The Algona Upper Des Moines from Algona, Iowa on February 4, 1931 · Page 8
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The Algona Upper Des Moines from Algona, Iowa · Page 8

Algona, Iowa
Issue Date:
Wednesday, February 4, 1931
Page 8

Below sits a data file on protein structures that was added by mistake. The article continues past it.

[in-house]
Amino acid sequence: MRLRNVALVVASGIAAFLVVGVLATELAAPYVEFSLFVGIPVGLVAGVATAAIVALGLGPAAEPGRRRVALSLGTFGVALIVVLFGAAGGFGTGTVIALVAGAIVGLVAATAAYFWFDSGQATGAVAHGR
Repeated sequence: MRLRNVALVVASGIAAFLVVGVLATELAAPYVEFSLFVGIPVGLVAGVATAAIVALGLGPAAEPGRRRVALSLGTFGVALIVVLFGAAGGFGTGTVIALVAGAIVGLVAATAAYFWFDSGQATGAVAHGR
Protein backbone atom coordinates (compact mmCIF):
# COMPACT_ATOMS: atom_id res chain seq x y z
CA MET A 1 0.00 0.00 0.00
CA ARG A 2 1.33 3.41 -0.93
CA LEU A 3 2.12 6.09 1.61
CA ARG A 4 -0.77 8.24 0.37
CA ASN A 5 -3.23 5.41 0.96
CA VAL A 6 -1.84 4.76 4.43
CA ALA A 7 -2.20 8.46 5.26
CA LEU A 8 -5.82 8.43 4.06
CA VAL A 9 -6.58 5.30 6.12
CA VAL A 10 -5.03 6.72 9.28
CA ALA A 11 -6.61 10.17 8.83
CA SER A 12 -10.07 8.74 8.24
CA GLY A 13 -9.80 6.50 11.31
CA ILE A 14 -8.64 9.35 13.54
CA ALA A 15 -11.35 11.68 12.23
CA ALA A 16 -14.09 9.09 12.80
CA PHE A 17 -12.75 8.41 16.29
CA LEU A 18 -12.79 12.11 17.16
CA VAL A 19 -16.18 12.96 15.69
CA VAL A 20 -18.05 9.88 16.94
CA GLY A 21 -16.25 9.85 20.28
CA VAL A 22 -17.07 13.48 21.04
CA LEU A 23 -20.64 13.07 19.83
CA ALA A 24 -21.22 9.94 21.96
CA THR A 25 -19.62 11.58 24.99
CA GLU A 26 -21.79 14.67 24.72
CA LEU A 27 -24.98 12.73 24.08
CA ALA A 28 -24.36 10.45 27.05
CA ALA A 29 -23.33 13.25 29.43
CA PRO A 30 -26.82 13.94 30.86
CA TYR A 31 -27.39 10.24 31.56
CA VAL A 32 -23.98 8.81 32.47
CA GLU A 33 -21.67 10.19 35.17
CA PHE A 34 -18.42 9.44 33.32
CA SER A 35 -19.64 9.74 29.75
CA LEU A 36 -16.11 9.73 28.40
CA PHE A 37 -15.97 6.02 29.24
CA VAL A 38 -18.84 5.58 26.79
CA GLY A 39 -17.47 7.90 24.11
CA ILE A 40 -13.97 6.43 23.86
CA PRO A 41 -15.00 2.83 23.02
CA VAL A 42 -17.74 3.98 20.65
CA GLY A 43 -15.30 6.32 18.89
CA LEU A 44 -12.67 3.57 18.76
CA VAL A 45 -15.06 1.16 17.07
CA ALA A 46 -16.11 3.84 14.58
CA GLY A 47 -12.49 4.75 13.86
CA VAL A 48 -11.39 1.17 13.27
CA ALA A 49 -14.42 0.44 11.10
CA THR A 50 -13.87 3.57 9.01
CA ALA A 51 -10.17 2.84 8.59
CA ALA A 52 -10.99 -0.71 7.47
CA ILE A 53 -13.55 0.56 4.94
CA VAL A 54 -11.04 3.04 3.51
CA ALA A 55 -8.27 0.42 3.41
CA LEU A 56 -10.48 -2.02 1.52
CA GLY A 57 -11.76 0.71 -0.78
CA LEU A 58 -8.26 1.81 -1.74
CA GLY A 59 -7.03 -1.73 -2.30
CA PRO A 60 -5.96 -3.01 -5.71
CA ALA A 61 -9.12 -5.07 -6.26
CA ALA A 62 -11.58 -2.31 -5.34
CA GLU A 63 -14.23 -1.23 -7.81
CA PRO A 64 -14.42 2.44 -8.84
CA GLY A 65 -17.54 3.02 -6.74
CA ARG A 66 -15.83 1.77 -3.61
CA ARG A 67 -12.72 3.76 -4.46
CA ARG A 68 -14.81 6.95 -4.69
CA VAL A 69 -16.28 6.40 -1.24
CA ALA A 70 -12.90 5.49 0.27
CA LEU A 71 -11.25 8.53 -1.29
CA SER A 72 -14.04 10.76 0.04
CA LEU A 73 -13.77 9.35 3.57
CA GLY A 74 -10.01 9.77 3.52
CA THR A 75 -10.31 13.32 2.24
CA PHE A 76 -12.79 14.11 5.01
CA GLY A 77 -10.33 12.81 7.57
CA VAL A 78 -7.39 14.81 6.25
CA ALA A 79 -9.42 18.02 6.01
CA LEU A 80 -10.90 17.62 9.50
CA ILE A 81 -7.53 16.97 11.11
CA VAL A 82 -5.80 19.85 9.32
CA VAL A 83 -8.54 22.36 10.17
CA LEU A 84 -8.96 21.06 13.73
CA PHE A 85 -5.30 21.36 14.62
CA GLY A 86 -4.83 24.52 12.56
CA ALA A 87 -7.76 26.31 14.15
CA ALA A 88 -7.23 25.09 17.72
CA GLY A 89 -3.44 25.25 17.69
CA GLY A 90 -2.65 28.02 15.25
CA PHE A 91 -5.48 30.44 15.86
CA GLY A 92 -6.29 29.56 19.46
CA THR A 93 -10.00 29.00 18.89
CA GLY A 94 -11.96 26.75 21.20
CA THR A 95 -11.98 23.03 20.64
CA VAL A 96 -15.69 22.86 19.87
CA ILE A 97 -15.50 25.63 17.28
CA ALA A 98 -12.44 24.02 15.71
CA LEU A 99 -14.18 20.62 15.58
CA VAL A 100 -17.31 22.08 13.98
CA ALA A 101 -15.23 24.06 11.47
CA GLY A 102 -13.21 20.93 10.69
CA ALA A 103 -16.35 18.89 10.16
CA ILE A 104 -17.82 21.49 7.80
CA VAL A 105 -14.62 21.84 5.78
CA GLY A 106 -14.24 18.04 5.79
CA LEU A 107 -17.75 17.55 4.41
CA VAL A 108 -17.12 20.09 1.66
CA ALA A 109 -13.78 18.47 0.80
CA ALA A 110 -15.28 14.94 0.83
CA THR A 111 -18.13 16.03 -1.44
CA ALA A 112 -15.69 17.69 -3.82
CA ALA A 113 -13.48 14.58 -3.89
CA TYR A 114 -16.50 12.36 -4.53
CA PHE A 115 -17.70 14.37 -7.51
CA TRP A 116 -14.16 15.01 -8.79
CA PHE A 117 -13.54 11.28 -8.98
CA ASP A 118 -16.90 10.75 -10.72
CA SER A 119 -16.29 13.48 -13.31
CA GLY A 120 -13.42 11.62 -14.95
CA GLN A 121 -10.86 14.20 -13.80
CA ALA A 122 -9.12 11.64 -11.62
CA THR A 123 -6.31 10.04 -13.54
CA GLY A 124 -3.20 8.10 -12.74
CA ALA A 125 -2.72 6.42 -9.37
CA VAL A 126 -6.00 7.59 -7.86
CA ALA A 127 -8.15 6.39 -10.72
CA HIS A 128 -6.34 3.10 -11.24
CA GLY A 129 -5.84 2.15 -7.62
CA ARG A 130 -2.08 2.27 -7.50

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The Upper Des Moines-Republican, February 4, 1931 Twenty Years Ago. Rev. r.nd ?Jrs. O. H. Holmes were busy (setting settled in the new Con- gregfttinnnl parsonage home. Mrs. D. H. Goeders nnd baby daughter, Jeannetle. were planning to leave for Chicago to spend two weeks with Mrs. Goeders' parents. Casper Erpelding and Miss Mary Besch, two of the promnient young people of the St. Joe neighborhood, had just been married. The wed- ing was a big social event. Algona friends of the Tom Sherman family, who then resided In Milwaukee had received postcard greetings from Mrs. Sherman from Washington, D. C. Mr. Sherman had been called to Washington by Milwaukee railway business with the interior department, and Mrs. Sherman accompanied him. A. M. Johnson had celebrated his ninety-first birthday, and in honor of the occasion his friends had remembered him with a postcard shower. Mr. Johnson was spending the winter at the home of his granddaughter, Mrs. Will Lacy. He .was looking and feeling well and was able to be up town every pleasant day. Charley Lampright had made two deals in Union township real estate. He sold an eighty of the "Cap" Cook estate—the south half of the northeast quarter of section seventeen to Henry Reid, whose form adjoined, fo $86 per acre. He also sold an elghtj of Mr. Reid's in section seventeen tc Henry Steinnjnn for $70 per acre. Botl prices were considered cheap. The members of th Halcyon club had been most royally entertained a the home of Mr. and Mrs. G. W. Pang burn. Miss Miller rendered a pleasing vocal solo, Mrs. Annls read a paper on "The Ways of Beautifying a Country Home," and the Miss Flora Minkler and Vivian Pangburn rendered an Interesting piano duet. The usual delicious refreshments were in order. We Have Changed All That By Herbert Quick and Elena Stepanoff Mac Mahon , Copyright by The Bohbs-Merrll] Co. - WNTJ Service The tirao bnd come to bring his dnwilline to nn end, to take his plunge ; to assume his supreme duty; to yield to the oxlpent necessity of the hour— resistance to the Dictatorship of the Proletariat. As he reached the wall, he turned before opening the gate nnd looked back nt the prent old house on Its hill overlooking Knzrtn nnd fronting on THE STORY H. W. Jackman Moves to Mason City. H. W. Jackman, who has been representing the Bankers' Life Insurance Company in Kossuth county for the past two years has been promoted and left last week for Mason City where he will have an office and be a supervising agent. His position here will be filled by C. G. Steadman, who has also represented this company here for some time. Hobarton Store News Pinery loves Compaq if -butCbmpanu is more HOSIERY You will discover good style in good hosiery — at a saving — in our stock. A full line of GROCERIES as usual. SKELGAS STOVES Wear-Defying Work Shirts and Overalls policy of soiling you only the best for less is constantly bringing us inure customers. Where Business is Appreciated. Farmers General Store ono 11-M1 CHAPTER V.—Mtisla, Indignant nver Vlllnnky's Insult, vaguely feels herself defenseless. She has henrd whispers of the "nationalization of women," and tremblingly wonders If sho Is to be the first victim In Knzan. CHAPTER VI.—In conversation with Vladimir, Musia somewhat bitterly criticizes her brother Ilyn's acceptance of the situation. She knows Vladimir Is a member of an organization work- Inj? for the overthrow of the Bolshe- vlkl, and Ilya's attitude seems to her to be a cowardly one. Vladimir, contemptuous of Ilya's weakness, Inwardly agrees with her. (Continued from Last Wednesday.) "Don't!" she cried in protest nt the light tone—after thnt dreadful night of hers, of which poor Vladimir knew nothing. "Oh, when will this Bolshevik pollution be wiped out! They contaminate the very air I I with I were a man I How long will It last? When shall we be fighting here?" He opened his mouth to answer, and then paused; paused ag ha thought that It was not wise to discuss their prospects of success In the near future with anyone who was not entitled to know all—not even with thii dear girl. Dut his sweet and tender Impulse toward her had not quite passed away, her attitude intrigued him, it was so new; and he felt a natural and very powerful impulse to talk with some one-^especlully with her —of what had been of late so uppermost In his mind. For a moment he felt that he might venture something. "Their end and our triumph Is very near," lie snld In a low voice. "Of thnt I feel sure." "But," said she as If to elicit more, "our side Is so badly organized—our ilnns are so new. We always thought ihey would break down of themselves •—this awful tyranny, you know." "Yes," said he non-commlttally, "I know." "What makes you think thnt success this time—" She paused, her eyes fixed on his. Suddenly the feeling came over him that he was paltering with the letter If not the spirit of the faith plighted to tlie conspiracy, through that oldest of temptations, a woman's charms. No, It wns no time for such stuff as this!.., ' •'"! am afraid," said he, "that I cannot satisfy your mind on that question." She felt as if he had Intended to say, "your curiosity." She felt rebuked—unjustly rebuked—for was she not as much n Russian noble as he? And had she not suffered more than he? Was she not In a danger to which he was immune? But of course, he knew nothing of that. The tender passage was over—for this day at least—and who knew of future days? A moment ago he had looked ut her in a way that made her blush. It was the old conflict between the lady's chamber and the tented field. She told him with a few discordant notes on the piano that lie hnd hurt her; nnd when ho sought to revert to their old vein of badinage, she did not reply. • "Let me p'ny you this Grolg etude," said Klie. "Listen to the fluto in It— Isn't It queer? Do you like it?" This she snld with her back to him, her lingers on the keys. At the end of the piece she sat with her hands by her side, nnd for n long time Vladimir snld nothing. "It Is very beautiful," said he, bow- Ing over her hand as he parted from her. "I shnll see you again soon. Adieu!" Tho ncld of the revolution was bringing romances like theirs everywhere into nothingness, dissolution. When conspiracy came In nt the window, love walked out nt the door. Its principal slroet. Thoiieh It looked .=o homelike, with Its few lights shin- Itip out toward him between the holes of flip tnll trees, he felt rather liRht- henrtpd. lie could no longer be thrown Into the temptation to compromise conspiracy with love In his frequent meetings with Musia ; nnd he would no longer feel when with Mrs. Krnssln thnt one moment he wns condemned by her for his neglect of his duty ^to Musln, and the next that she almost Imted him for taking the bold course which might bring Ilya Into danger. He had decided to go without bidding either of them good-by — for several reasons. He knew thnt they would understand, and thnt he would not be expected to mention his plans •to them ; he would be spared any farewell to Musin — n farewell for which he longed, but one which he fenred would be too much for his self-control. And then In slipping nwny thus, be should avoid any display of the contrast between his course nnd Ilyn's, either before Musin, who wns his partisan, or her mother who stood with Ilyn. And then It was the dnrk of the moon, for which he hnd been waiting. He would travel by night nnd hide by ria.r. dispraised In his soldier's uniform. His was (he temperament of the hnppy warrior; he knew thnt Musia would understand and approve — and his henrt rose as he opened the little wicket Into the back street. He stood with his hand on the hasp of the pate and looked back again, at the bif house, Ilchened nnd scaly with ape, with all Its treasures of tapestries, books, sculpture, rugs, antiques, musical Instruments, and Its great store of provisions. He felt a twinge of guilt at leaving Musla undefended In It. He thought even of the old Judge, who knew nothing of the revolution, but whom it must reach at last —unless the forces which Vladimir was about to Join could bring rescue In time. Vladimir was the last of the men to depart ; for he never Included Ilya In his list of men. But what could he alone do, even If he stayed? There was no other course — he must take the plunge, and trust to fortune that he might return to Musla ifl time. He opened the gate and stepped out. He stepped out into tlie midst of-a CHAPTER VI' In Rama Was There a Voice Heard Vladimir icfi tho House of Krassin as he cam'; in—liy tlie bnfli door, anil went to Ilio little wicket k'ale on the rear siren, lie was In n worn uniform, that nf n common soldier. liy Envy Your Well Dressed Friend? You Loo may be as well dressed if you will send your dry cleaning to Tl r«ii /™ 1 he UK tieaners one of our many Kulisfii'i.1 ciintoiaers. Note the difference! We re,.;U,;v ;liu oni-.luul trim Uiilon'd liius of «.-ach Rarinetit just like new. Our c.jii-'rai.ors are I Uglily cxiicriencecl and know just how to dp it. For l\Vi-ity-two years v,e have been favored with your con- fidfciice. Iniist <>n that :.;urii-r-:;ervice—it costs no more. Come in and visit Northwest lov.-o's ilncst dry cleanim.? plant. Elk Cleaners It Was as If a Trap Had Been Set for Him. detail of Bolshevist soldiers I It wan as if a trap liad been set for him. The spring of the door had swung It to behind him, and the spring loci; held it fast, lie was looked out—with his back to the wall. The hand which went to the holster was pinioned to his side; but he turned the muzzle up nnd shot from the hip. One dark form staggered and toppled over. There was a short sharp fight with fist and foot, In which numbers prevailed; and Vladimir was hustled off, disarmed and bleeding, toward the krepost by the soldiers. "Tovarlsch," said the man In command to one of his soldiers, "go to the front and tell the commander that we have got one of them—and that he got one of us I" The watchman at tlie front was very sleepy. It was dark as pitch. The city was very silent. Drowsiness overcame him, and lie slept. Hi; sprung to his feet as all of a sudden there came a deafening clamor of the bell, as the air was filled with the shuffling and trampling of feet, and low words of cnmnmnd passed from man to man. Men seemed to spring up out of the ground. The dark shadows In the old garden became Invaders with bayonet ed guns In their bands, standing like puiiiled silhouettes all about among i lie trees, at the rear, in front, all about—and a huge motor truck Ihun- di'red up with a sound which seemed \<> shake tlie air as Us weight shook the ground, until it stopped and stood In front of the street door. The bell continued Its peremptory clamor. A >.|ec;>y frightened maid finally nn swen-d. In a trembling voice that was heard between rings emanating from behind tho door. "What is (he matter?" "Open ! At once !" "\Vhiit do you want? \Vlio are you?" "In the iiiinie of the People of the Revolution," was the stern command, "1 command you to open!" Silence. Home sailors, began battering at the door. Finally It was half opened, and the face of a frightened, half-dressed manservant peered out. Thu I'olshevlkl brushed him aside, entered, and found themselves In the great reception hall, where n sudden chant'e seemed to come over them, Intimidated or abashed by the unsuspected grandeur of tho room, they huddled in the center of tho hall, linked around with (julity and_un- friendly ryes, ~anfl 1mlT gave 1i;iek !'.« if to relrrat to (lift outer air. "Are you nfrnlil of these hnnr.ln.vT" sneered their sailor lender. "You might to've been with me In Peter-, burp. Come nn!" Courage ciime lo (lip Intimiil i'rd : if the sailor wns not nfrnl!. why should they hesitate? After nl:. liiese great people wore only human lie; h and blood like themselves. All Mint hnd ever bren the ninttor with the proletariat lind boon thnt they were nfrniil of men nnd womon like themselves nnd their wives nnd dnuclitrrs. This wns the new nnd true doctrine—nnd this snilor was n safe lender, for he Imtl been In rnlds In Petroprnd nnil Moscow. First n few broke one by one from the crowtl nnd followed him—nnd then they nil cntne on like a pnck of wolves. They were a mixed horde of many nntlonnlities, of nil nges, nnd with various nnsslons and Incentives. Snll- ors from Kronstndt, rnglng communists In nnvy blue shirts, and cnps with flowing ribbons. Soldiers from Moscow, with untidy shirts nnd high boots. Some students, scarcely more than boys, fervently devoted to the revolution nnd Its high nlms, nnd regarding themselves ns crusaders for liberty. Severn! Letts. Nondescripts, who tnlked broken Russian nnd wore civilian clothes of all sorts. All heavily firmed. To the people In the house, It was tlie Irruption of the barbarians. The noise had wakened every one. Frightened faces peered palely from doors, nnd pnnlc-strlcken, hnlf-dressed servants scurried about In terror. One man, the hero of the occasion, had the presence of mind to telephone to the commissariat a report of the raid, and Inquire whether or not the detachment had really been sent out by the Bolshevik authorities: thli was Simon Boschkov, the attendant upon Judge Krassln. His affairs outside of which the judge had complained had made him acquainted with the fact thnt there were several Bolshevist organizations In being, which sent out parties to raid houses; and that some of these were simply robbers. The com- missnrlnt answered that a detail would be sent to Inspect the papers of the raiders. That they had papers was shown by the fact that the Red sailor pulled a sheaf of them from his pocket and looked them over carefully. "Say," said he to Saslm the maid, "where Is Citizen Vladimir— No, we got him nt the back gate. Where is Citizen Ilyn Krnssln?" Saslm, paralyzed with fright, could not speak. With her eyes wide nnd staring, she gulped and looked around for help. "Hurry up!" commanded the sailor. "Lead us to him, or It will be the worse for you!" Saslm led the wny for a space, nnd then with trembling finger pointed, at Ilyn's door. With a group of his followers, all bold ns lions now, the snilor rushed the door, while Snslia fled to her mistress to tell her that the Bolshevik! hnd come for Master Ilya, and had already got Master Vladimir. But Sashn wns not to have the opportunity all the rest of her .life to tell her gossips, her children and her grandchildren, how, .Jhqia^rfeat*•$&*;• Krnssln looked when she received this dreadful piece of news; for every door was guarded, and nn effort made on the- part of the raiders to prevent the Inmntes from communicating with one another. What she saw within a few minutes, was n detnll from the commissariat which arrived, and after inspecting the pnpers of the raiding detachment, found thnt they had been signed by Commissar Loris, nnd ware therefore correct. The raid went on. Mrs. Krassln was alone in her room, from the door of which, after being turned back from several attempts to go to Ilya, she watched the profanation and looting of her house. She was rather pleased at the looting, for It convinced her that the motive of the affair was robbery ns she called It, or requisitioning as It would have been termed by the Bolshevlkl, rather than an arrest of Ilya. She scarcely thought of Musia, now. It wns well for her temporary relief that she could not see what was taking place In her son's room. ITe stood looking at them, under guard of n huge Lett with n drawn revolver. Those who had forced them- VAWtftAvwywwuw CLOSING OUT i I- As I have decided to quit fanning, I will sell the following described property at public auction on the Win. McMahon farm five miles north of Hobarton, six and one-half miles southwest of Burt, by the Good Hope church, on Tuesday, Feb. 10 Lunch wagon on the farm Sale starts at 12:30 100 HEAD LIVE STOCK 13 HEAD OF HORSES 13~ One team of bay and black geldings, 10 and 11 years old, wt. 2800; bay mares, 9 and 10, well matched, wt. 3200; team of gray and bay mares, 5 and 6 years old, wt. 3350; one team of bay geldings, full brothers, 4 and 5 years old, wt. 3,000; one bay mare, 12 years old, wt. 1600; one bay gelding, 10, wt. 1200; one bay mare, 15, wt. 1400; one saddle horse; two spring colts, good ones. 18 HEAD OF CATTLE 18 Nine good milk cqws; nine yearling calves. 69 HEAD OF HOGS 69 Twenty head of brood sows, due to farrow between middle of March and April 1. Forty-nine fall shoats. FARM MACHINERY Deeriug eight foot binder; five foot MeConnick mower; McCormick com binder; wagon with triple box, complete; hayrack and wagon; surface cultivator; New Century six shovel •cultivatorjbempster two-row cultivator; 32-foot Eclipse grain elevator, complete; three discs, one ten foot Eock Island, one nine foot Rock Island and one nine foot John Deere; one Litchfield spreacl- er,- Hayes corn planter with 120 rods of wire; three bottom John Deere plow; two bottom John Deere gang plow; four section harrow; Nichols & Shepherd 16 h. p. steam engine; 1918 Buick car; two sets of work harness; International feed grinder, good as new; double-seated surrey; Hossier end gate seeder with grass attachment; McCormick-Deering corn picker, 4 wheeled trailer and other articles too* numerous to mention, TERMS—Cash or make arrangements with the clerk. ~ Win. McMahon C. 0. Riddle, Auctioneer Kossuth County State- Bank, Algona, Clerk. have to come to you, nowrTovarlsch Prisoner. Or maybe I 1 , can go to her In your place!" A faint blush for a' moment drove off the pallor of Ilya's face, as the packet of letters went back Into the chest with tho other odds and ends. All the Inhabited part of the house was covered In the search; but no other room wns wrecked with the destructive harshness which marked the work of Ilya's apartments. This oper- atUm lasted for more UianJJiree hours. (To be Continued Next Week). selves Into the place were specialists in disorder, Lords of Misrule, and In an Incredibly brief time the room was In chaos. The dollcnte, aristocratic young officer stood, with quivering lips and trembling hands, In the middle of the room, while the big Lett occasionally glanced with contempt at tlie weakling In his charge. Ilya seemed to merit the contempt of the huge Lett. He was a pitiable spectacle: a little fellow, delicately nurtured, pampered, capable of commanding respect only through the Inherited [lower of his family; and that [lower was now not only ruthlessly but Insultingly stripped from him. The Bolshevik! were repaying In indignities all the accumulated personal grievances; and Ilya was robbed even of the gifts of defiance and Indignation. He am] the big Lett together watched the others of the Bolshevist party as they scurried about the room, sourclilng everywhere, opening-drawers nnd cupboards, dumping the contents of them oil the floor with empty boxes, clothing, broken furniture, litter. They found Ilya's supply of nionogramrned clgarelles, passed them around, nnd lighted them with Jokes and mock thanks. Soon the room was full of the perfumed smoke. The heavy boots of the soldiers dragged about and over torn white linen clothing. One of the student members of the party found u beautiful book of poems on the stand and slipped It Into his pocket. A big open wooden chest was crammed half full of old letters and scraps of pnpers to be taken away for further examination. As Jlyn saw a packet of letters tied with ribbons dropped into this mass, he darted forward to rescue them; but (he sailor snatched them uwuy from him and begun rending them. "Ah," be shouted, "these ore good! Hut wo haven't time to go into them now. '/his one ends, 'Coino to me! Your lonely, loving Kltiukal' . She'll 8 SWEA CITY NEWS. § 8 % COSC9»3»»»5»3W»»0S»^XO»XC%^53»S (Crowded Out Last Week.) I Many groups of young people are ' enjoying ice skating at Iowa Lake at this time. E. S. Bergeson and P. W. Larson were Sunday callers at Emmetsburg and Graettinger. Mr. and Mrs. A. B. Tweeten spent the week end with relatives and friends at Minneapolis. Dr. A. Whitlow attended the annual meeting, of the Iowa State Veterinary Medical association at Des Moines last week. Hugh Butterfield, oldest son of Geo; Butterfield, who was operated on for appendicitis at the George Butterfield home, is slowly recovering which Is good news to his many friends. Dillard Bishop has sold his interest in the city dray line to Gilbert Engstrom and will take up farming on the P. W. Larson eighty acre farm north of the state line in Martin county, Minnesota. The Swea City nigh school basket ball team journeyed to Penton on Friday night and played a double header game. Both first and second teams played. The first team won by-the score of 13 to 11 and the second team won 36 to 6. Twenty carloads of stock, cattle and hogs, were shipped from Swea City on Saturday. Myron Johnson, Floyd Swanson, Ed. Anderson and Walter Engstrom went into Chicago on Saturday to be present at the sale of their shipments of stock. Oscar Nelson visited with his par- ents, Mr. and Mrs. Swan Nelson over Wednesday evening. Bridge was play- GET RID OF DISEASE GERM Sin nose mouth and throat Let Zonito cleanse away tho accumulated secretions, kill tho gcrniH, prevent disease. Highly gcnniddal. South- ing to incmbruuea. the week end. Mr. Nelson, Sr., has been seriously ill of late and was removed to the Fairmont hospital for treatment. His many friends hope for a speedy recovery. A dairy route is being established In Swea City by a son-in-law of Mrs. Ed. Gardner and her son. Operations will begin Monday. Clifford Gardner has established a dairy at Armstrong. The Gardners have many friends who wish them success in their new. work. The women of Swea City and vicinity are looking forward to the free cooking school sponsored by the Swea City Herald. Last year this school was a decided success and its appearance again this year is bringing forth favorable comment to the manager of the Swea City Herald, The Cardinals played' basket ball with the independent team at Truman Sunday. The Cardinals won the game by the score of 32 to 21. This is the fourteenth game which the cardinals have played and they have won every game by a good margin. A game will be played at a later date by the Globe Trotters and the Swea City Cardinals on a neutral floor; This promises to be a real game. The- new officers; elected at the annual meeting of the Bethlehem Lutheran congregation are: Rev. T. G. San- deno, president; B. Cassem, vice president; R. Roalson, secretary; P. J. Cody, treasurer; trustees Ed. Bergeson, B. Cassem and B. G. Holm; three deacons, H. O. Iverson, Ericfc Knutson, R. Roalson; ushers, H. Hagen, V. Erickson and Sunday School Superintendent, H. O. Iverson. Mrs. H. Myhr entertained at a delightful bridge party at her home on ed at three tables. Delicious refreshments were served by the hostess. The guests included were: Mesdames W. Bovis, R. A. Bravender, A. J. Christensen, E. L. Hansen, I. Hewitt, P. W. Larson, H. S. Logan, H. T. Winter and the Misses Dahl, Peterson, J. Nelson and Helgason of the high school faculty. Miss Nelson won the prize for the high, score. AS LASTING AS THE OAK QuickLunch PLENTY TO EAT f° r 35c Good selection of meats. Give us a tiy—you'll come back for more. Cliop Suey our specialty. Served at all times. Open 7 a. m, to il p. m. Saturdays later. Located one-half block south of the Iowa State Bank on Dodge Street. Years may come and go, customs and nationi change; but lasting protection to the remains of the departed will remain constant, when a BuckstafF Burial Vault has been provided It is made of purified Keystone Copper Steel, which will resist the ravages of ti.Tie. It is rustproof, and is constructed on scientific principles, which make it impregnate 10 ground waters and burrowing animals, It carries a 99 year guarantee. We have chosen the Buckstaff Burial Vault because it furthers our policy of furnishing a service that is complete, comforting, and a tribute to ihe memory of the deceased THE ROYAL Sold exclusively by LAIRD & BEIMEB Mrs. Ilelmer, Assistant Phones— 821, 320, m. make you DOUBLE -EDGE tij RAZOR (old or new model) \aBCTTERRAZOR -or your money back I fOH TEN 50fOR five Guaranteed by w " w ""« PR06AK CORPORATION A»Uf5Kop Sal.l, Kg,,*